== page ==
But this is gay fantasy, so don’t worry. Mike engineers a major confrontation, but on an infinitely larger scale than Earth’s Stonewall. It’s brief, but decisive, and determines the futures of billions of people across the galaxies.
From my inexpert description, you might think this epic a cartoonish escape into fantasy. And you would be right, were Mr. Zubro not such an amazing writer. Joe and Mike’s love transcends galaxies (and species) and never fails to move. The sex is not explicit, but it is beautiful, because it’s the union of two hearts who no longer exist apart from one another. There are other brilliantly rendered characters, like the older Communications director, a seven-foot-tall screaming queen who once was a superstar of Death Ball, the occasionally fatal sport of the galaxy. There are very young teen hustlers, who get their first glimpse of what a real family and love between two men look like.
You believe the plot, because you believe the people. You believe the setting because it’s so exquisitely described, finding great beauty in its desolation and the violence of its climate and rugged peaks. And you believe the proselytizing, especially if you’re gay, because you see the hate, discrimination and bigotry every day in right-wing religious leaders and politicians.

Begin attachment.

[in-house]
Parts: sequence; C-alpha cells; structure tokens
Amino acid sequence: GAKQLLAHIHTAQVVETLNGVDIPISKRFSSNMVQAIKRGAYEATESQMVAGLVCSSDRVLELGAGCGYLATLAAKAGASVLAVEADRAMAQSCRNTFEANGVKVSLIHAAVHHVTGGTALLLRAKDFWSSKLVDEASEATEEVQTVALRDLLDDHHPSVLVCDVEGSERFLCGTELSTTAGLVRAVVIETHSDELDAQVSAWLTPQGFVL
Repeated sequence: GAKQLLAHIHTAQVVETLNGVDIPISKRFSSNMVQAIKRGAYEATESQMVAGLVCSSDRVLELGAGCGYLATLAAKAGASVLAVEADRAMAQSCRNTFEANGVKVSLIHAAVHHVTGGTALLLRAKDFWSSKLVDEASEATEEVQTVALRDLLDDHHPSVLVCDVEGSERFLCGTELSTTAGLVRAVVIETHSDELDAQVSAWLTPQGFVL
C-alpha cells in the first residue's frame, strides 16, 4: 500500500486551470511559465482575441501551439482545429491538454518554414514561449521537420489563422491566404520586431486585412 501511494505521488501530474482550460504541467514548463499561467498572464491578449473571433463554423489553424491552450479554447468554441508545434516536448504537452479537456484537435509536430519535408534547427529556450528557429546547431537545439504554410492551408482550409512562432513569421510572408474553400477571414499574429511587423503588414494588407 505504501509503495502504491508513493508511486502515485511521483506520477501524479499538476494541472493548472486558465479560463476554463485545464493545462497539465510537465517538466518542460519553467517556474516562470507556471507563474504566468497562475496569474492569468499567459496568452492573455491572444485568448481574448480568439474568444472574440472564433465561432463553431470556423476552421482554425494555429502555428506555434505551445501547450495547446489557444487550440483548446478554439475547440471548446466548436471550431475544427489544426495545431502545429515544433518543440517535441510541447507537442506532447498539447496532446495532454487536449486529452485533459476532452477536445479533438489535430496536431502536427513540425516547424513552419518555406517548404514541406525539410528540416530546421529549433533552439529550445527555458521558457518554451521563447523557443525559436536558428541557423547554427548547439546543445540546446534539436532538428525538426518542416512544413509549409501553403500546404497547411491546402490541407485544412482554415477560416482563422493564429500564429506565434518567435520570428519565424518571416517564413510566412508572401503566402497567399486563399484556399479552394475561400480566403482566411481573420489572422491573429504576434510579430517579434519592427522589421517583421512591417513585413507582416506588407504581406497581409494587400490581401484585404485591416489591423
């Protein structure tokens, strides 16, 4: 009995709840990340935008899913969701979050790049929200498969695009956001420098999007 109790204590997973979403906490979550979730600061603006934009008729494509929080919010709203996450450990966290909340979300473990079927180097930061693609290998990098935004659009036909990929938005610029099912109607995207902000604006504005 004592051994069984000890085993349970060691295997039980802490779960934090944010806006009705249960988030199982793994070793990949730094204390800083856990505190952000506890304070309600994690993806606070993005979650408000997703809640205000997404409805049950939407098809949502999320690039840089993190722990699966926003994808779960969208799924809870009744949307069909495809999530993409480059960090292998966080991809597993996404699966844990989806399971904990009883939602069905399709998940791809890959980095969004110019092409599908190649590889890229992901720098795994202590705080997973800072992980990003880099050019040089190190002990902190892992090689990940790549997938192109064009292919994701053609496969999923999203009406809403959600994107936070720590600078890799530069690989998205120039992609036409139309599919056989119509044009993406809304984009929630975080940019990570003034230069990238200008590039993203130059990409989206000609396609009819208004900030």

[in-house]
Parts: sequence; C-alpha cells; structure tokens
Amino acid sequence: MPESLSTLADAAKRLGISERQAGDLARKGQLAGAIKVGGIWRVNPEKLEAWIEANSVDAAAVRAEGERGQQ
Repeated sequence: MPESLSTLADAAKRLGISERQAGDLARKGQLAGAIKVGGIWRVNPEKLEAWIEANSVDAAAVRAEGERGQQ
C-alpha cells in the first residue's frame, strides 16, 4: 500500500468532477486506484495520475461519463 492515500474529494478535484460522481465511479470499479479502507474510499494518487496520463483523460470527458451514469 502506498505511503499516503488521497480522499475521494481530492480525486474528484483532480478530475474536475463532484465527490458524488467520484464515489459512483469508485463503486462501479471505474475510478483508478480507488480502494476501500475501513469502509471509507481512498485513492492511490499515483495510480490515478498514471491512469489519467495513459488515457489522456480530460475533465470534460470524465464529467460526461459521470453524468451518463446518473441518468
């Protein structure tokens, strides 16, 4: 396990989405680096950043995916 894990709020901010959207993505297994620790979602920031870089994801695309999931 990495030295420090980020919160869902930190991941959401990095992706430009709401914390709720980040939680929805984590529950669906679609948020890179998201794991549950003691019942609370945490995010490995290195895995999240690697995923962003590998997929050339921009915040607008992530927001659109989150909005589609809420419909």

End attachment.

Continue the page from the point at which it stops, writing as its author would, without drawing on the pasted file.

And you believe in the love that Mark Zubro shares with you in every interaction, every look, and every touch between these two powerful and beautiful men.
If you’re looking for something incredibly well-written, a Sci-Fi romance epic that delivers on every front: action, love, perfect villains and triumph, this is the series you need to read. Even if you’re not a Sci-Fi fan (and I’m not), you will likely fall in love with “Alien Dangers”. I did.
Warning – the three books are not written to stand alone – and they need to be read in sequence. That’s a lot of reading, more than 1000 pages, but well worth it, I promise.
In a realistic gay young adult novel with believable gay teens who face danger and fall in love. Avoiding cliches and stereotypes about gay teens, the book shows a realistic view of what it can take in a world, while getting better for gay teens, can still be hostile in frightening ways. Roger Cook is in the middle of his senior year when Kyle Davis, the most picked on kid in his high school, commits suicide. Roger agrees to write an article on Kyle for the school newspaper. As he gathers information, Roger realizes the dead boy was gay and may have been murdered. Gay himself, Roger wants to find out the truth, but this leads him to danger and the possibility of love. Roger opens himself to even greater risk while trying to make those around him safe.